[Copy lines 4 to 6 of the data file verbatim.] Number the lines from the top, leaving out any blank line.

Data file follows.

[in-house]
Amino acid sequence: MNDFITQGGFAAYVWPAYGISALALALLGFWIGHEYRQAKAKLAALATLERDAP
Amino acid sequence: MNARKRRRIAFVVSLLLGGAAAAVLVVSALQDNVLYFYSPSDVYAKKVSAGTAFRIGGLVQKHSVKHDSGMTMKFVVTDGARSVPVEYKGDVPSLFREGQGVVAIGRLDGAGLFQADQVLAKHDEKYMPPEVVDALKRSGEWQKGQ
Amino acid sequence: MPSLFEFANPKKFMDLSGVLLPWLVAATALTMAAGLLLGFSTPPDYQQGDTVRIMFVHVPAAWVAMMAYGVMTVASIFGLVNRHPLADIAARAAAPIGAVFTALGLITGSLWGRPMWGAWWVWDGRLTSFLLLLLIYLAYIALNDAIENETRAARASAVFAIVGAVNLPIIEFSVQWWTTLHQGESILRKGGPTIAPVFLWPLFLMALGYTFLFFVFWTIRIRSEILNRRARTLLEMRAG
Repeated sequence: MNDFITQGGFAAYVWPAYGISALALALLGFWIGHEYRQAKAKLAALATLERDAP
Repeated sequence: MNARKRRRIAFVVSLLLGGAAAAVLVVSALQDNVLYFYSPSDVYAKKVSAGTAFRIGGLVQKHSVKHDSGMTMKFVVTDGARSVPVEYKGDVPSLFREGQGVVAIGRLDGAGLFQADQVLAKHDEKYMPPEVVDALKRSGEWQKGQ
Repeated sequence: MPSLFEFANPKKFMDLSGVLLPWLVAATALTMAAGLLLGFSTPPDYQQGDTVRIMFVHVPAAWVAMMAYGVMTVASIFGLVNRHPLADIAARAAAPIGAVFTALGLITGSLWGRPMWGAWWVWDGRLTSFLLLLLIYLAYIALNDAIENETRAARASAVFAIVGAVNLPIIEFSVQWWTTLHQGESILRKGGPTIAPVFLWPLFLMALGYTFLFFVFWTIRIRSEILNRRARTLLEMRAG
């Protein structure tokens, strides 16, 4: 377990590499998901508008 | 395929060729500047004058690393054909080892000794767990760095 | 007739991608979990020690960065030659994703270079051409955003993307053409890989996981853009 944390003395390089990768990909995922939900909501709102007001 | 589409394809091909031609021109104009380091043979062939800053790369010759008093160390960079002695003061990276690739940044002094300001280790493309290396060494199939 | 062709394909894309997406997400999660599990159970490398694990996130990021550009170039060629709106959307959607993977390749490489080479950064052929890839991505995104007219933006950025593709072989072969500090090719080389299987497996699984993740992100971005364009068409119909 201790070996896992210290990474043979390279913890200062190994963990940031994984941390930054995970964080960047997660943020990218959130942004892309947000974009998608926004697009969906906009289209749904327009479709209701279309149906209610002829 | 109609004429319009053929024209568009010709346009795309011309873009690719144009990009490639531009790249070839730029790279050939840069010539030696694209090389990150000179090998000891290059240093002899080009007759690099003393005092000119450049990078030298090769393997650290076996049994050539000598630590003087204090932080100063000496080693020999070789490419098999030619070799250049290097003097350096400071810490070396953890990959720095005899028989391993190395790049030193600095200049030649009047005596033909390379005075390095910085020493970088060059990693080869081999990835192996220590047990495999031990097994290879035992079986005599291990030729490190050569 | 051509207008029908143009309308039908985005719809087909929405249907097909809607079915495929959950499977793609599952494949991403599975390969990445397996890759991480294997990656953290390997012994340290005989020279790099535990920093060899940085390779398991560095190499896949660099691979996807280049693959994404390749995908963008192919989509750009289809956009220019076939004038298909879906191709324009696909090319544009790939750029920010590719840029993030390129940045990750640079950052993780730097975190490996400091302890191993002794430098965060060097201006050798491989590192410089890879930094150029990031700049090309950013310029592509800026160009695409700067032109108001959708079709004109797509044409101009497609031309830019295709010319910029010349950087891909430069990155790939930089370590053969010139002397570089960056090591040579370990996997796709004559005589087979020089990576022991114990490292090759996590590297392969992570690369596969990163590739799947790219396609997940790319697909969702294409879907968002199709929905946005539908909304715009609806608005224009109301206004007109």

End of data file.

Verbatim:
Amino acid sequence: MPSLFEFANPKKFMDLSGVLLPWLVAATALTMAAGLLLGFSTPPDYQQGDTVRIMFVHVPAAWVAMMAYGVMTVASIFGLVNRHPLADIAARAAAPIGAVFTALGLITGSLWGRPMWGAWWVWDGRLTSFLLLLLIYLAYIALNDAIENETRAARASAVFAIVGAVNLPIIEFSVQWWTTLHQGESILRKGGPTIAPVFLWPLFLMALGYTFLFFVFWTIRIRSEILNRRARTLLEMRAG
Repeated sequence: MNDFITQGGFAAYVWPAYGISALALALLGFWIGHEYRQAKAKLAALATLERDAP
Repeated sequence: MNARKRRRIAFVVSLLLGGAAAAVLVVSALQDNVLYFYSPSDVYAKKVSAGTAFRIGGLVQKHSVKHDSGMTMKFVVTDGARSVPVEYKGDVPSLFREGQGVVAIGRLDGAGLFQADQVLAKHDEKYMPPEVVDALKRSGEWQKGQ